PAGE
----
Yup, I'd sign up for T-Mobile and Starlink's new satellite-powered cell services today, if I could. It's that kind of a game-changer. But to understand why I think that we first have to look at the limitations of current satellite phones and what could make this system fundamentally different and more attractive to the average consumer.
I've watched enough war movies to start recognizing when the general or under-attack squad leader pulls out a satellite phone. It's like the communication device of last resort. In the jungle, wilderness, on a lonely desert island, or any number of cellular dead zones around the world, it's the only way to communicate with home base.
And it's completely impractical for most people not in the thick of battle or climbing Mount Everest.
Most satellite phones, like the Iridium line popularized in innumerable action movies, are expensive (often costing well over $1,000). And they can be ungainly because they need a huge external antenna, one that will make your late 1990s-era feature phone antenna look quaint.
Generally, satellite phones do not work indoors and they may need a cable and external antenna adapter to make sure they can connect with the network of orbiting satellites.
All of this is why we didn't build our smartphone networks on a satellite system (just our GPS system) and instead opted for ground-based cell towers to cover as much area as possible. This, of course, also meant that the cell tower growth would be primarily in major metropolitan areas, leaving huge swaths of the world with dead zones, especially in some rural areas, underdeveloped nations, remote regions, and the ocean.
Knowing all this, there was always a little bit of me that wanted to at least try a satellite phone and test it by doing my own version of Tom Hanks' Cast Away. I'm not saying I'm ready to be stranded on a desert island, but maybe a jaunt into the mountains or, better yet, a cruise where connectivity is always at a premium.
Naturally, I was intrigued by the headlines about what Elon Musk's Starlink and T-Mobile might offer, especially because I knew that many people have successfully used Musk's Starlink orbiting satellite system to connect to the Internet. And I have to admit, that, after listening to the slightly over-the-top presentation, the reality sounds even better.
Beam me up
To start with, the plan, as outlined by T-Mobile CEO Mike Sievert and Musk on Thursday, does away with most of the limitations of traditional satellite phones.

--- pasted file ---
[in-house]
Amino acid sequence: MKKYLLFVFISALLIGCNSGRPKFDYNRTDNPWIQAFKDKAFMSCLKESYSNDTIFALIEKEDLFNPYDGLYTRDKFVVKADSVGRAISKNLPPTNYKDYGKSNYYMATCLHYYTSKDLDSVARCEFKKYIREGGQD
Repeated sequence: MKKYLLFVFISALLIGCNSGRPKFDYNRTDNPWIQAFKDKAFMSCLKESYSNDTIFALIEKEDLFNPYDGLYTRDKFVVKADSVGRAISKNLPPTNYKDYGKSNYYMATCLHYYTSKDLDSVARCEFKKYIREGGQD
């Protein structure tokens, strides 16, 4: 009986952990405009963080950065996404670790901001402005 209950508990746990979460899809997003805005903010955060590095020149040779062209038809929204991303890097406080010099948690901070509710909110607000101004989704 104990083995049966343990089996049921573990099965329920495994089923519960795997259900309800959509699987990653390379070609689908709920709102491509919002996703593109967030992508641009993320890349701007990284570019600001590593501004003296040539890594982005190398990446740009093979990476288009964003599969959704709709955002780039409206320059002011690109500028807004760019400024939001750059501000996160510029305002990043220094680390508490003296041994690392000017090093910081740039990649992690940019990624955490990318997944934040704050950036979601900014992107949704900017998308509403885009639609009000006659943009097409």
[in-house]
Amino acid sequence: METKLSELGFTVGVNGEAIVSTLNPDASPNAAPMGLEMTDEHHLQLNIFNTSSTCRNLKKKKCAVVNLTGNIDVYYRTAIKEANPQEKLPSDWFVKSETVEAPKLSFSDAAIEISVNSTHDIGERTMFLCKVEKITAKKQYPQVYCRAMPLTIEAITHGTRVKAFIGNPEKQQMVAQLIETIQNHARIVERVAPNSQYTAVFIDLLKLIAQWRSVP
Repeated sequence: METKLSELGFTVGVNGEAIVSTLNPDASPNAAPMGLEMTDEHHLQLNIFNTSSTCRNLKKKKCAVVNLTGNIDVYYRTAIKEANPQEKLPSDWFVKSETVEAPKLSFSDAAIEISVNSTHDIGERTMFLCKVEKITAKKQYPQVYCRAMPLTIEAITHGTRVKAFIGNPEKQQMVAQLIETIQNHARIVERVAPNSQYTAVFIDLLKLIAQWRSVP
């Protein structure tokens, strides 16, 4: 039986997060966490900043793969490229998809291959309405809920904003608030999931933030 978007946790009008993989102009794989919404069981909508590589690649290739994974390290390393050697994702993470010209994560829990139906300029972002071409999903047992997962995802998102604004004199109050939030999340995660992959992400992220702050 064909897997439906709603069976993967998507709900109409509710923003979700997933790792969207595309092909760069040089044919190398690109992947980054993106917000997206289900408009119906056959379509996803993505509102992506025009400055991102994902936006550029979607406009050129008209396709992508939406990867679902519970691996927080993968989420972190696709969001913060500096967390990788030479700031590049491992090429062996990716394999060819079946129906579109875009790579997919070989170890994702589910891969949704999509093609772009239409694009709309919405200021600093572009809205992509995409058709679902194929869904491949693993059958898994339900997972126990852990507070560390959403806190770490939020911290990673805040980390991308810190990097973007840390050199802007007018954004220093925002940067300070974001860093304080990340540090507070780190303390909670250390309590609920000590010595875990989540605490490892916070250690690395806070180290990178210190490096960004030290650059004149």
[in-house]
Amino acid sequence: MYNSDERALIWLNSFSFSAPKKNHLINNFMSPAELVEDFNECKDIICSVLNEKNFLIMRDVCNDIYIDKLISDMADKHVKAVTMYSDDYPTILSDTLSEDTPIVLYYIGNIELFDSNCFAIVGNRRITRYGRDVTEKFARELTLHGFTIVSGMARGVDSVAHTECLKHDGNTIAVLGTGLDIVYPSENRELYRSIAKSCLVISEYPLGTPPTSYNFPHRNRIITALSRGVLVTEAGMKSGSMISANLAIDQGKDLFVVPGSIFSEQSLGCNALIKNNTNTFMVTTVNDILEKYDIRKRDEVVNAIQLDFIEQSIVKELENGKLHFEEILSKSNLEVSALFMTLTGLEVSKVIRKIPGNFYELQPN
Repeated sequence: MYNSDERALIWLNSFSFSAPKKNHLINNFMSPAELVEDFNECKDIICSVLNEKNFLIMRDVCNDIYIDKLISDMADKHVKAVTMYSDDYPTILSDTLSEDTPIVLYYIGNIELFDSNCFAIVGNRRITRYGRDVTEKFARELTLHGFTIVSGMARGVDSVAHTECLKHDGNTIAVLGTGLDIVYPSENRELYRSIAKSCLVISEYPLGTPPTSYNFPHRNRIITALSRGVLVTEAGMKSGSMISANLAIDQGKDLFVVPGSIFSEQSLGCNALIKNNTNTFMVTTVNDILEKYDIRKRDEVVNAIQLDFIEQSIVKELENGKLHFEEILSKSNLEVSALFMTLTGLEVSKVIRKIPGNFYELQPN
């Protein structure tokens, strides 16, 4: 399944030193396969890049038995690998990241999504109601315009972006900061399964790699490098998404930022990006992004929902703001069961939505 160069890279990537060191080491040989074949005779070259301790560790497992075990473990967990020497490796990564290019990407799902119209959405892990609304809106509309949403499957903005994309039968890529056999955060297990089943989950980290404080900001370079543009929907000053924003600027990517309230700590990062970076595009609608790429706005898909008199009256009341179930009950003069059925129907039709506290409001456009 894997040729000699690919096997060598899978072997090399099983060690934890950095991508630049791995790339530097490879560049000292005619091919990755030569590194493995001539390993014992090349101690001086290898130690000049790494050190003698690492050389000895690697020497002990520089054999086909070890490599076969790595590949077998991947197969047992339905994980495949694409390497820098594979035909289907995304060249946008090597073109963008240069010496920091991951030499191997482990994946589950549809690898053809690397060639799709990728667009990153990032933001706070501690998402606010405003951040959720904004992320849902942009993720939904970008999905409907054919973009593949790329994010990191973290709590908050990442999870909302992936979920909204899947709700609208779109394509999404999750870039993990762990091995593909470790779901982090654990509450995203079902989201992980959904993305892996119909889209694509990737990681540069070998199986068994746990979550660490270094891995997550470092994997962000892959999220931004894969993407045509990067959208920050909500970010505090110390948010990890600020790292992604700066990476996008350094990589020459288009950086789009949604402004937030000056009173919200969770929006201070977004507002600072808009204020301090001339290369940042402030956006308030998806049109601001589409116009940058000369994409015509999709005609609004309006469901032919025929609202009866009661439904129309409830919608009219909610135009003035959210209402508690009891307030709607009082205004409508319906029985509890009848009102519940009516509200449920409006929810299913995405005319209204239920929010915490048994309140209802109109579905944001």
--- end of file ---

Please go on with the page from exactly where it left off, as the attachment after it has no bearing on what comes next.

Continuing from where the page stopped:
First of all, it's using a slice of T-Mobile's mid-band PSC spectrum (part of the 5G spectrum), which means that you don't need a satellite phone to connect, just your regular smartphone, albiet one on the T-Mobile network.
Secondly, the images of some mud-covered army grunt rolling out from cover to make sure his battle-scarred sat-phone has a clear view of the sky need not be applied to the T-Mobile Starlink plan.
Musk claimed that the connection will work "in your pocket, in your car."
Third, you probably won't even need to sign up for a special service. Sievert gleefully told the crowd (which seemed to cheer on cue), "I would expect the pricing for this service to be the Uncarrier's favorite price. The price that we've made famous, which is that we expect, on our most popular plans, for this service to be included for free."
Sievert later clarified that more affordable plans will probably pay an additional monthly fee for the ability to use the satellite service. But this being a tech alliance announcement and not a product rollout, no pricing information was forthcoming.
Still, I'm excited about the possibility of, say, an upcoming iPhone 14 Pro or even the Samsung Galaxy Z Fold 4 I currently have running on T-Mobile being able to connect from virtually anywhere in the world - well, not exactly anywhere.
While this plan will offer you a connection for calls and texts (and maybe a photo and even the tiniest video) in places where you'd normally have no connectivity, it won't cover more than, as Sievert explained, "the lower 48 [of the United States], ...vast parts of Alaska, Hawaii, Puerto Rico, and territorial waters and even vast parts of the world's oceans." T-Mobile is not a global company and while Starlink's satellites orbit the globe, T-Mobile's plan won't extend to Europe, Asia, Africa, Australia, etc. without international carrier partnerships, which may or may not be in the offing.
I'm also aware that this is still just a promise.
Starlink has roughly 3,000 satellites in low-earth orbit right now but none of them are equipped to support this plan. Musk explained how they must equip Starlink second-generation satellites with giant, advanced phase-array antennas. Musk highlighted the challenges of sending a signal from your phone to a satellite 500 miles overhead and that's also traveling at 17,000 miles per hour (though he added that they had it working in the lab).
In other words, it's gonna take some time to literally get the plan off the ground and into the sky and the beta rollout won't happen until 2023.
I can't lie and say that the promise of "the end of dead zones," as Musk put it, doesn't excite me. Even in the suburbs I live with them and wonder if an orbiting satellite network as a backup might not ease some of my frustration. However, I also take Sievert and Musk's point that this is not just about consumer convenience. Hikers and people lost at sea or caught in blizzards have died because they couldn't communicate. This might help, providing their phones still have power and, I think, the sky is clear.
Looking beyond the somewhat silly pomp and circumstance of the launch event, I could not help thinking that this was important and that, yes, I wanted my cellphone to also be a satellite phone because why should any of us ever be disconnected?
If you think you might want to upgrade your smartphone before the advent of a phone satellite network, check out our list of the best smartphones of 2022.